The first of this year’s 3 choreographer’s, Nita Latu (Tonga) is about to present “We Are, Who We Are”. In her final year of the Bachelor of Dance Studies, at the University of Auckland, Latu is also a product of the Black Grace Dance Company’s, Urban Youth Movement. Along with 9 students from 3 colleges (Avondale, Rutherford and Kelston) based in West Auckland, Latu tackles the overbearing weight of youth suicide within the Pacific community.
The dance asks, ponders and makes positive affirmations. Rhythms blend into imagery, and we witness hip hop transcend contemporary with ease, and vice versa.
Friends appear, and disappear; where one once sat in dismay, another arrives to offer, a hand up. The message of this dance unites and at the same time, offers each audience member, a challenge. A brave and noble dance, filled with integrity. These dancers are exciting to watch. They epitomise the vitality and promise of hope within youth. There is poise entrenched in this dance. It is a gift that comes from a special place. It is known to everyone. Malo ‘aupito.
The next offering is “Changes of our Land”, by Dr Maile Giffin (Hawaii). With the interest in Hawaiian hula (dance) growing in Aotearoa/NZ, it is a treat to get an insight into the history/culture of our Hawaiian cousins. Few of us have witnessed the Merrie Monarch Festival, held in Hawaiievery year. It is testimony to the resurgence of another culture that was colonised, in the Pacific.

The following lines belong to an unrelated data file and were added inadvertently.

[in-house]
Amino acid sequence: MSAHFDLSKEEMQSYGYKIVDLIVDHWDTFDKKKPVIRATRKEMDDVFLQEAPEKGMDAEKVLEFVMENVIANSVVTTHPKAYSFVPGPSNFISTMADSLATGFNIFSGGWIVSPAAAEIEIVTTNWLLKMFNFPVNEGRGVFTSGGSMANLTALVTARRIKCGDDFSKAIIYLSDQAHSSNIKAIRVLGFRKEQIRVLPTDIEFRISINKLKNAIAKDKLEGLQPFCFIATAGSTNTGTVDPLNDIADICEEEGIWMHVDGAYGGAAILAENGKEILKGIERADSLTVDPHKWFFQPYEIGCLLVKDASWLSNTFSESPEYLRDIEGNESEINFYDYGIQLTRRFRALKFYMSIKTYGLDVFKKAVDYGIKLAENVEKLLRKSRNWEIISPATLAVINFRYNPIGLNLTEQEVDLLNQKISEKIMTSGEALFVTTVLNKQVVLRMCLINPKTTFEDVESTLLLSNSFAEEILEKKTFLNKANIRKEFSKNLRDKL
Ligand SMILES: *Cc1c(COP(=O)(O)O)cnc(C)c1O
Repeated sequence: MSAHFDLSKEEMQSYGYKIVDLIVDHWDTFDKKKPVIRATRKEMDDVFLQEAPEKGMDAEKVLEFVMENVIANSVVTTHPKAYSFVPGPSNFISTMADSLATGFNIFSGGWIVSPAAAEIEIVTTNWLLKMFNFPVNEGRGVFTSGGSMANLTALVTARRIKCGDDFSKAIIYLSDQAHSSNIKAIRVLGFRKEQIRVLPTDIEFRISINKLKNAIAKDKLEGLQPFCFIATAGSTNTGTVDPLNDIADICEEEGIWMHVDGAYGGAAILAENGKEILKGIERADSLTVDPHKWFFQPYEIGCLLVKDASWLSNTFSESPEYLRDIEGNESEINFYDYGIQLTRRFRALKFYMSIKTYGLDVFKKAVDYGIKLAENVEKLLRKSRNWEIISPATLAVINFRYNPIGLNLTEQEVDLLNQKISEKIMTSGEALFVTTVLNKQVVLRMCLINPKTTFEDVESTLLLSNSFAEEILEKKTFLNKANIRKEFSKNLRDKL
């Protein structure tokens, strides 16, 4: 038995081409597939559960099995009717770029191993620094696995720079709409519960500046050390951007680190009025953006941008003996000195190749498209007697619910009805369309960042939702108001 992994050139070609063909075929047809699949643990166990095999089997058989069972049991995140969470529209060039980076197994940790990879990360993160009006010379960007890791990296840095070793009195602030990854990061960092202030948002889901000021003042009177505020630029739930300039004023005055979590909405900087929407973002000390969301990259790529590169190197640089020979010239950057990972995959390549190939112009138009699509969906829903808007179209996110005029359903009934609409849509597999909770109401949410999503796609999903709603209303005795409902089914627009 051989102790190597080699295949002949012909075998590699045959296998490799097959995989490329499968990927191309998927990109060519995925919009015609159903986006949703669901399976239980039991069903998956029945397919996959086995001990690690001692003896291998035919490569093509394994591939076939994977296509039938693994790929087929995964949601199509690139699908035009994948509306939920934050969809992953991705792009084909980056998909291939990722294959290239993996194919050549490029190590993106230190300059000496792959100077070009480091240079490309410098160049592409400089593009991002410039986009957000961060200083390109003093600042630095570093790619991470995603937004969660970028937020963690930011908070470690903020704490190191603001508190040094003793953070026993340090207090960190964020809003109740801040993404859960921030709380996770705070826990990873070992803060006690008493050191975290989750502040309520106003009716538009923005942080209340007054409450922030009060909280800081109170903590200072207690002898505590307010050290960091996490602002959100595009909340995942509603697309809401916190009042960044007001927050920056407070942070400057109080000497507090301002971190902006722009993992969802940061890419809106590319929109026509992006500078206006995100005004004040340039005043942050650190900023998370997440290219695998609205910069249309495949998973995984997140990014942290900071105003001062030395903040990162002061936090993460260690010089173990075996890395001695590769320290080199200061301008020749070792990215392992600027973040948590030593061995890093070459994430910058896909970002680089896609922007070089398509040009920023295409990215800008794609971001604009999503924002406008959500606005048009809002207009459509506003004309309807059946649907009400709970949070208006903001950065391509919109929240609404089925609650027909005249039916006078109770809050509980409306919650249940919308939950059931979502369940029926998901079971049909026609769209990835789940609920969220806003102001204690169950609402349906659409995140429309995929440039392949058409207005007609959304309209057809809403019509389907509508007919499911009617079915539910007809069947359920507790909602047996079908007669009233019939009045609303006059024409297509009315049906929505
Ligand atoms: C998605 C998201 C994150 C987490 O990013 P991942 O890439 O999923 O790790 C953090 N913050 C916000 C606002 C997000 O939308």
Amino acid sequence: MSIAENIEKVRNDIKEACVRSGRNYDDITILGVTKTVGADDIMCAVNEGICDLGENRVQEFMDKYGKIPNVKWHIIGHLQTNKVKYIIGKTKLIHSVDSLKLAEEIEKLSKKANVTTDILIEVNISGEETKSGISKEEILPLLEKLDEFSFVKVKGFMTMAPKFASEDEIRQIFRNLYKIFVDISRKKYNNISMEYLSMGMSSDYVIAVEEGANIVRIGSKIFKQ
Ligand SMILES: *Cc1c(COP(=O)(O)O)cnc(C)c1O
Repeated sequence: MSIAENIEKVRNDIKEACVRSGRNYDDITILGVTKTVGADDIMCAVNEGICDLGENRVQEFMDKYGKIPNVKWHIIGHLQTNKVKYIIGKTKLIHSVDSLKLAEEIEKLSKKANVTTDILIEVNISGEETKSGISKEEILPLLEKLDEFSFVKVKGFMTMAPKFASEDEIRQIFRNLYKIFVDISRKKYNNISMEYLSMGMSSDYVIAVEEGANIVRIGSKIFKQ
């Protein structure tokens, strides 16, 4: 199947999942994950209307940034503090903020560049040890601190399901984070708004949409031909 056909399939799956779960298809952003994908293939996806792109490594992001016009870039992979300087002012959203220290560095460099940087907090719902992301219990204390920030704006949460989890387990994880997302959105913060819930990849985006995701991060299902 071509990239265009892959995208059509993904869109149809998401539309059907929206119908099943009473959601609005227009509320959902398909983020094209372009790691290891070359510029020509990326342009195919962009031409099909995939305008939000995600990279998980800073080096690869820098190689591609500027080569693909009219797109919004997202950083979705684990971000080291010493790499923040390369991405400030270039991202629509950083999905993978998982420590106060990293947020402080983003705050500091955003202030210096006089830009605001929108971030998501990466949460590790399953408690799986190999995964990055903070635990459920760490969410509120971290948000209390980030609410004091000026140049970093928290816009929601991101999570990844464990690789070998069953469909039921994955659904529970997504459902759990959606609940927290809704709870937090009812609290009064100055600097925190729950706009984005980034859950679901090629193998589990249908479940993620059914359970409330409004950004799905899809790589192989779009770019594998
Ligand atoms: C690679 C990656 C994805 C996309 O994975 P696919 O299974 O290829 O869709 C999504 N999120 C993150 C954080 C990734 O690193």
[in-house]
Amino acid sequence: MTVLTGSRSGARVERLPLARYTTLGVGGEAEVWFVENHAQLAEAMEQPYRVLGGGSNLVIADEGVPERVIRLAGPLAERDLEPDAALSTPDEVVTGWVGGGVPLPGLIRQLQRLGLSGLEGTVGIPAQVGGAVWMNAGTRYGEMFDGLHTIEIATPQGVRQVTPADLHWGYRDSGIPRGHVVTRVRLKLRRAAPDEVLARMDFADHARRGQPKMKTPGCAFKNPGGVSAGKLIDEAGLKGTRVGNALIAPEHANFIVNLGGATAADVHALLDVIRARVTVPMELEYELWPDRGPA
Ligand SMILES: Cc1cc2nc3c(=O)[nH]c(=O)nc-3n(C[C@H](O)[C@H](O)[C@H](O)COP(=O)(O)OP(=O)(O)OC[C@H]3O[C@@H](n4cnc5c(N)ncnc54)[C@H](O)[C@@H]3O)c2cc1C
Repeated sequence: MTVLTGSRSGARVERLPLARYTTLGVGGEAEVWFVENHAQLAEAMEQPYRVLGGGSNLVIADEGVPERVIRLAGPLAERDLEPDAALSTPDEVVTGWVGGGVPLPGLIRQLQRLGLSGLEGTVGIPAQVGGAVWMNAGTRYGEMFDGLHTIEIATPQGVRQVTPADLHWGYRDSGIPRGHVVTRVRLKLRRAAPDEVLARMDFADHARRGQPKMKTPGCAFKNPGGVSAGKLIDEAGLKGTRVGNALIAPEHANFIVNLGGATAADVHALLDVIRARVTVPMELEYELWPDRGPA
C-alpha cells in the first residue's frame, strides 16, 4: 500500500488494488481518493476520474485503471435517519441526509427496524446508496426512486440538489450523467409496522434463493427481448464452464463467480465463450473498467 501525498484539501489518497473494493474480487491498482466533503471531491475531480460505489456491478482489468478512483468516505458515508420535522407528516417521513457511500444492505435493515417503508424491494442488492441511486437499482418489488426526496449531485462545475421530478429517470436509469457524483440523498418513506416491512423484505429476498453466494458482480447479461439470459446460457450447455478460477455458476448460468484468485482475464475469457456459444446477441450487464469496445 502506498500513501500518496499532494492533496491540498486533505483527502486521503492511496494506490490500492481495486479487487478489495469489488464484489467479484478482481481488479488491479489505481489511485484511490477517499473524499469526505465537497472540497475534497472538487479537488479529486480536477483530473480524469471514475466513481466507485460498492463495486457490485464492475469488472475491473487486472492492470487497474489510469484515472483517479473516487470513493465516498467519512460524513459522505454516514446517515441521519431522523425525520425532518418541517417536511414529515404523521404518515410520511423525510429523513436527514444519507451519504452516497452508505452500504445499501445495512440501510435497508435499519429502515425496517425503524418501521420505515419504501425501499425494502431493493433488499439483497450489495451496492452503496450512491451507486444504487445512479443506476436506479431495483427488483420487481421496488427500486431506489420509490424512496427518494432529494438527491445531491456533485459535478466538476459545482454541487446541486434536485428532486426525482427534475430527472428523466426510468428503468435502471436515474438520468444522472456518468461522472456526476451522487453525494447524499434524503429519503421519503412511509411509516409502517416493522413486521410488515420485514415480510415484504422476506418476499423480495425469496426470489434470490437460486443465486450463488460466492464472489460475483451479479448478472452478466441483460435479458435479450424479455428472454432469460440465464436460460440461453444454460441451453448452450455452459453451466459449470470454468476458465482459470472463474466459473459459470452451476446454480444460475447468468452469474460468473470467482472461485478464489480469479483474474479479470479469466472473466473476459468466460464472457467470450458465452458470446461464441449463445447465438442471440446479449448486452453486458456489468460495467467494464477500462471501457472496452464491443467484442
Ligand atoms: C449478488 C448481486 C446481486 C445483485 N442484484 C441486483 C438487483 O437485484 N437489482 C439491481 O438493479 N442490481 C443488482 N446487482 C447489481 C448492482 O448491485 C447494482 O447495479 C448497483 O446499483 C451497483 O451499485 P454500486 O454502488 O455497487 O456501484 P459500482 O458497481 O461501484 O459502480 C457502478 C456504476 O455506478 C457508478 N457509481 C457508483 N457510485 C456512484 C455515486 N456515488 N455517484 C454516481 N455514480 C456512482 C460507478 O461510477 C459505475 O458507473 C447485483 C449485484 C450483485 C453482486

Six performers open with chant. It is grounding. Movement is offered, humbly; inviting us into this new world. The audience takes check, and we realise we are witnessing a new voice, that we are familiar with, but, are not. Respectfully, we recognise, and we allow the ensuing dance to wash over us, like the scent of the ever-prominent Pacific iconic, frangipani flower. Precision cuts through this dance, hands, eyes, hips, legs. All are coordinated, to uncover a history, unknown to many of us in the audience. We reveal, we understand, and we acknowledge. It is story-telling, from the Pacific. We know.